Gibson Dove

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Gibson Dove
Gibson Dove 2005.jpg
2005 Gibson Dove
Manufacturer Gibson
Period 1962-present
Body type Flattop
Neck joint Maple
Body Maple
Neck Maple
Fretboard Rosewood
Bridge Tune-O-Matic or Adjustable or Fixed Rosewood
Pickup(s) LR Baggs
Colors available
Sunburst, Natural, Ebony

The Gibson Dove is a flattop steel-string acoustic guitar made by the Gibson Guitar Corporation. First made in 1962 in Kalamazoo, Michigan, it was Gibson's second square-shouldered dreadnought (based on the Martin D-style dreadnought[1]), after the introduction of the Gibson Hummingbird in 1960.

Both guitars have solid spruce tops and engraved pickguards. The Dove has solid maple back and sides instead of the solid mahogany used for the Hummingbird, and the Dove has a longer scale length (25.5" vs 24.75"). The Dove's longer scale length and maple back and sides make it a louder, brighter guitar than the Hummingbird.

The double parallelogram fingerboard inlays, the two doves on the bridge, and the dove on the pick-guard are mother of pearl. The Dove has factory installed LR Baggs active electronics powered by a 9-volt battery. The original Doves had Gibson's tune-o-matic bridge. While the tune-o-matic bridge seemed like a technological improvement at the time, the metal bridge had negative effects on tone and volume.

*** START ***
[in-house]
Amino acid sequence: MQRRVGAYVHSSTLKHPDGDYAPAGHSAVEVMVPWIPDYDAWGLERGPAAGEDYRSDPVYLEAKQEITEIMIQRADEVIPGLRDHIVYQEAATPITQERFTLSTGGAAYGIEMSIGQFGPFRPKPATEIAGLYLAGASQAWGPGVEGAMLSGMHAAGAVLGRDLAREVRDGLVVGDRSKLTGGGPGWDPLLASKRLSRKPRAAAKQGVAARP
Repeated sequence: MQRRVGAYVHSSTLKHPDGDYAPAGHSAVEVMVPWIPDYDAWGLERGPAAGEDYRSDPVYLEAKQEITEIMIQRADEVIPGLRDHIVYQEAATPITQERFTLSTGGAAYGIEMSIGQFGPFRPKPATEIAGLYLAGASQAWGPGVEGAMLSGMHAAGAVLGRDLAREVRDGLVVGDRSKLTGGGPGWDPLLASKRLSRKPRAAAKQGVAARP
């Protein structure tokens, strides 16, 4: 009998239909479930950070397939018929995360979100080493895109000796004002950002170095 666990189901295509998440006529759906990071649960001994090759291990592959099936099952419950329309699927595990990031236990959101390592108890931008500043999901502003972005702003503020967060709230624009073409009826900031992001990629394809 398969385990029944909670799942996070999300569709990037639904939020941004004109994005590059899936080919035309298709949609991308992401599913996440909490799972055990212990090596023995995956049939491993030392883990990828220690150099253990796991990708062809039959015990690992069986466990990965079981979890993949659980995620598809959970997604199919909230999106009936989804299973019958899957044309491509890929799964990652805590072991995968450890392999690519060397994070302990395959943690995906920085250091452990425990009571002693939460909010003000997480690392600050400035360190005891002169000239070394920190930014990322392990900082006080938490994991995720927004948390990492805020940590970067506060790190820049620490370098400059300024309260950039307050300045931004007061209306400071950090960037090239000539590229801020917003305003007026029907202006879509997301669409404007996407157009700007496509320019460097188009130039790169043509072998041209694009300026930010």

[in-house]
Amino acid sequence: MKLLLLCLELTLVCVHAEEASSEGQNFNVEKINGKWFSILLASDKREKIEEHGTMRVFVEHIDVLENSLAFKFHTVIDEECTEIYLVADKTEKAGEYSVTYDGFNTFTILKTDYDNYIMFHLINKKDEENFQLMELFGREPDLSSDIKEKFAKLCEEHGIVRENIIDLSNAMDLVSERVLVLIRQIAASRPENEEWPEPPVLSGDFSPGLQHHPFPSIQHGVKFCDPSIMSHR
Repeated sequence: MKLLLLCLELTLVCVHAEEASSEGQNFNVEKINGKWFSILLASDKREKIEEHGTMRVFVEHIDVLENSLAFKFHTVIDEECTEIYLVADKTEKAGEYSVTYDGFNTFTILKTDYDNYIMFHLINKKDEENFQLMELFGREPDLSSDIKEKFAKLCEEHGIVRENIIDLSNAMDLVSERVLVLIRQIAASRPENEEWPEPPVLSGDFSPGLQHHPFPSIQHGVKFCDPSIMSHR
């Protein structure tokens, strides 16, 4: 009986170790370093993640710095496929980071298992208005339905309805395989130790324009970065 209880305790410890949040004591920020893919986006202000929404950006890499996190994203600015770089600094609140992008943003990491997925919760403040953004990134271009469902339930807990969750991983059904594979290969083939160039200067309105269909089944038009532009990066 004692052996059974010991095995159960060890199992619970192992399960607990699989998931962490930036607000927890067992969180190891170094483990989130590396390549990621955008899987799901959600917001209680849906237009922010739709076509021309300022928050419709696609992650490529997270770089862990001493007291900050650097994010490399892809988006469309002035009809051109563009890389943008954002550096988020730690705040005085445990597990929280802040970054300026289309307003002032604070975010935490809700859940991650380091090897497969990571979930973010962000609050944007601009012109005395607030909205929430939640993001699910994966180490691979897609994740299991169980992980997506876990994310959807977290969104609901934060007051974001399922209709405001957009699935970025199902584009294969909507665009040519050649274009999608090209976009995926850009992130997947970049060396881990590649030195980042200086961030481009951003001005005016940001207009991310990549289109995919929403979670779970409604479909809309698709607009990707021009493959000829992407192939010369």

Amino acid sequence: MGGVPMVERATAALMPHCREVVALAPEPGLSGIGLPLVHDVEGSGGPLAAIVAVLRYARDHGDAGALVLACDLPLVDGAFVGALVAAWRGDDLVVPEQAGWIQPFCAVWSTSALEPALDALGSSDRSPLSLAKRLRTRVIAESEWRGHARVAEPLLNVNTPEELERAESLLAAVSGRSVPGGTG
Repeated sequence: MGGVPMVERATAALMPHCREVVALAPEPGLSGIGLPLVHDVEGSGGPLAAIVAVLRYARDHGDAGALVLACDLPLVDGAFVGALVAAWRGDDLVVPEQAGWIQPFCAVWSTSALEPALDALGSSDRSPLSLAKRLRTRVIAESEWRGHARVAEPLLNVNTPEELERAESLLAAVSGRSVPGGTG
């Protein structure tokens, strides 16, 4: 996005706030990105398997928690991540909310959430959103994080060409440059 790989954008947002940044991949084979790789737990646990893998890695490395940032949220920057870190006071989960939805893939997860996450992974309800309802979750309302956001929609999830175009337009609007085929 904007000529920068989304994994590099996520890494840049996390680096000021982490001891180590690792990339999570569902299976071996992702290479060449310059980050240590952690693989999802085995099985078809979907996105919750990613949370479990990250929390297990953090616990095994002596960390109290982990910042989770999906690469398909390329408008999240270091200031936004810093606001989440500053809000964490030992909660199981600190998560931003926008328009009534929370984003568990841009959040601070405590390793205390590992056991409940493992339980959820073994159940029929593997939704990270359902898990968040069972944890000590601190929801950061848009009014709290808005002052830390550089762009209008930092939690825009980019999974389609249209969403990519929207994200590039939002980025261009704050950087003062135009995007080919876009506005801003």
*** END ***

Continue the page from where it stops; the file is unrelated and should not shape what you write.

In 1968 the internal bracing of the Dove was made heavier;[2] while this made a sturdier guitar that was less likely to be returned to Gibson for warranty work, the volume of the guitar was reduced and the tone was negatively affected.[3]

In 1985 Gibson's new owners began to address the quality issues that were affecting the company's products and reputation.[4] By 1992 production of Gibson acoustic guitars was shifted to Bozeman, Montana.

Models include the Dove Performer (with a Fishman Prefix T Pickup), the Dove Quilt (limited to 20 made with quilted maple back and sides), the Doves in Flight (with extra ornaments), and the Elvis Presley Dove, based on the 1969 custom Dove that Elvis used in the early 1970s.[5]


  1. ^ Hembry, Gil;Gibson Guitars: Ted McCarty's Golden Era 1948-1966; GH Books; Austin, TX; 2007.
  2. ^ "Vintage Guitars Info - Gibson flattop vintage guitar collecting". Retrieved 2007-03-09. 
  3. ^ Eldon Whitford , David Vinopal , Dan Erlewine.; Gibson's fabulous flat-top guitars : an illustrated history & guide; GPI Books; San Francisco; c1994. ISBN 0-87930-297-6
  4. ^ Kevin Maney.; Guitar-playing Harvard man turns Gibson around; USA Today; 02/21/2006.
  5. ^ "Elvis' 1969 Ebony Custom Gibson Dove". Retrieved 2007-03-09. 

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